User currently offlineflyingbird From Sweden, joined Mar 2005, 165 posts, RR: 0
Reply 7, posted (3 years 5 months 6 days 13 hours ago) and read 10917 times:

The flight has just taken off again with a delay off about 22 hours.
http://www.flightradar24.com/?SIA321D


User currently offlinefca767 From United Kingdom, joined Nov 2006, 1781 posts, RR: 1
Reply 8, posted (3 years 5 months 6 days 13 hours ago) and read 10623 times:

Thank god the media hasn't got hold of the A380 again...I do wonder though about the engines now...Are they Rolls Royce? A380 is my favorite aircraft (been on the 9V-SKA) so i'm not being negative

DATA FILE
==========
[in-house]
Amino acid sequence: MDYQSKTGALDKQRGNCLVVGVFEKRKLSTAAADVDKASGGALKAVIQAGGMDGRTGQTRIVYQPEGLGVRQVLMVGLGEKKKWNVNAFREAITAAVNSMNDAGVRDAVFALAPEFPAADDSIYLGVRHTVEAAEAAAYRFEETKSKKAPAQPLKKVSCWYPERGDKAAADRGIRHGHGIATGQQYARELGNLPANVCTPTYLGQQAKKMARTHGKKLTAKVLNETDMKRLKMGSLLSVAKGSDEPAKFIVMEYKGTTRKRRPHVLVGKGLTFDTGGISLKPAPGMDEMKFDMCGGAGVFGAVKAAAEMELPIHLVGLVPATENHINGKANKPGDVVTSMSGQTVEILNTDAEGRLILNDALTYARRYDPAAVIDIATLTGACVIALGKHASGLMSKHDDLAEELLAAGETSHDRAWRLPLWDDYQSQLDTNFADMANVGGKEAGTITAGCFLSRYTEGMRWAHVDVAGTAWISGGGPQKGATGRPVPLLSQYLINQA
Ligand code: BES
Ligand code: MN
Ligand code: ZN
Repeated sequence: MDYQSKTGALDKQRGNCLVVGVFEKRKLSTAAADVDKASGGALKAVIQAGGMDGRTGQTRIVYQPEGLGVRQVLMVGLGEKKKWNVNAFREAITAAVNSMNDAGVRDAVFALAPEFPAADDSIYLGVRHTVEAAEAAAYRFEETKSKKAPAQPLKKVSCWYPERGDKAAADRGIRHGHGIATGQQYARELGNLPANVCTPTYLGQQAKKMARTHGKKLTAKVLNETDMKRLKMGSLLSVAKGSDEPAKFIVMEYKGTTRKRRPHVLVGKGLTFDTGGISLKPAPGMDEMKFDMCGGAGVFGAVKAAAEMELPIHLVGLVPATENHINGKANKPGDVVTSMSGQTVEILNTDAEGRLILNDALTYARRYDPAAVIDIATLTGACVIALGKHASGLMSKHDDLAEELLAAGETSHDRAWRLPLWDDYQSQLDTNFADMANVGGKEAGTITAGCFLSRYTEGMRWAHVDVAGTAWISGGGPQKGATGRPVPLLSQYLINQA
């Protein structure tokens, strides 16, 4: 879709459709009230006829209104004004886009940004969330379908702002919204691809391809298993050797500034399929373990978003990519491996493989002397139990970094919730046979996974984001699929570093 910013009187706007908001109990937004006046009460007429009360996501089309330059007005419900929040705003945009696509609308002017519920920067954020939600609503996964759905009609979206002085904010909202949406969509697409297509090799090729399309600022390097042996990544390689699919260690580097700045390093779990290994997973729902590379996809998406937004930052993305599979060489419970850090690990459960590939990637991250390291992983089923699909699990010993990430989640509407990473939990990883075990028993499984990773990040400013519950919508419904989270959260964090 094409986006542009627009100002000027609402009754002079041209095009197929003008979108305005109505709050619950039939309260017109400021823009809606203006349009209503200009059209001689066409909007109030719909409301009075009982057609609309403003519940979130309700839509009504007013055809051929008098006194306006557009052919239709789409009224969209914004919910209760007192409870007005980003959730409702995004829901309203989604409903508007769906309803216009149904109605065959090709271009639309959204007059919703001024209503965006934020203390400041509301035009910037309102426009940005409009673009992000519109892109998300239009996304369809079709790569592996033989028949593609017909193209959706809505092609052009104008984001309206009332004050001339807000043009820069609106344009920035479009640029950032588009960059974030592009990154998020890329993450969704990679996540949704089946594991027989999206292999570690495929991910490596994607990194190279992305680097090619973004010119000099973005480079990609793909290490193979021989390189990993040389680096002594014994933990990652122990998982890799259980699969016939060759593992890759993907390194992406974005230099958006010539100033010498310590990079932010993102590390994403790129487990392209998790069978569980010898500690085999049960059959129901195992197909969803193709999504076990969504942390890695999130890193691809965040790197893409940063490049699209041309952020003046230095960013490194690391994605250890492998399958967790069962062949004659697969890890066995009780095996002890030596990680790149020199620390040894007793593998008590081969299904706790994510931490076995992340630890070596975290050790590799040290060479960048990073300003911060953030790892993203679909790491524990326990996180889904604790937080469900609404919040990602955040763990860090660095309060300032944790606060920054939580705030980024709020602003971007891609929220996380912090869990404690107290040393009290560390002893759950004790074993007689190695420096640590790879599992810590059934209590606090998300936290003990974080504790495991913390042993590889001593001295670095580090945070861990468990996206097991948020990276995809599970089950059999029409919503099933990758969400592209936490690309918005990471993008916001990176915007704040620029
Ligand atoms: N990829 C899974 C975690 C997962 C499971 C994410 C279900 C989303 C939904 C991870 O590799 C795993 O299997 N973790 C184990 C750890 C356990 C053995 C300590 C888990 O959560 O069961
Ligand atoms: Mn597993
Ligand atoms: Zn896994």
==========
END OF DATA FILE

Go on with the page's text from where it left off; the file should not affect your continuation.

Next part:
User currently offlineB738FlyUIA From Kazakhstan, joined Dec 2009, 557 posts, RR: 0
Reply 9, posted (3 years 5 months 6 days 13 hours ago) and read 10330 times:

Quoting fca767 (Reply 8):
Thank god the media hasn't got hold of the A380 again...I do wonder though about the engines now...Are they Rolls Royce? A380 is my favorite aircraft (been on the 9V-SKA) so i'm not being negative

I do agree with you and there was nothing to read on BBC Homepage or at this time on other sites. Still would be intersting to know what the issue was that it had to return to LHR.

Yes, SQ has Rolls Royce on it's A380's (check here: http://en.wikipedia.org/wiki/Singapore_Airlines_fleet)


User currently offlineAirvan00 From Australia, joined Oct 2008, 758 posts, RR: 1
Reply 10, posted (3 years 5 months 6 days 11 hours ago) and read 8864 times:

Quoting PEET7G (Reply 4):
Quit the opposite, if it was a medical emergency, the plane would have been down in AMS or the closest possible airport it can land in (this applies for any tech emergency risking security of the flight)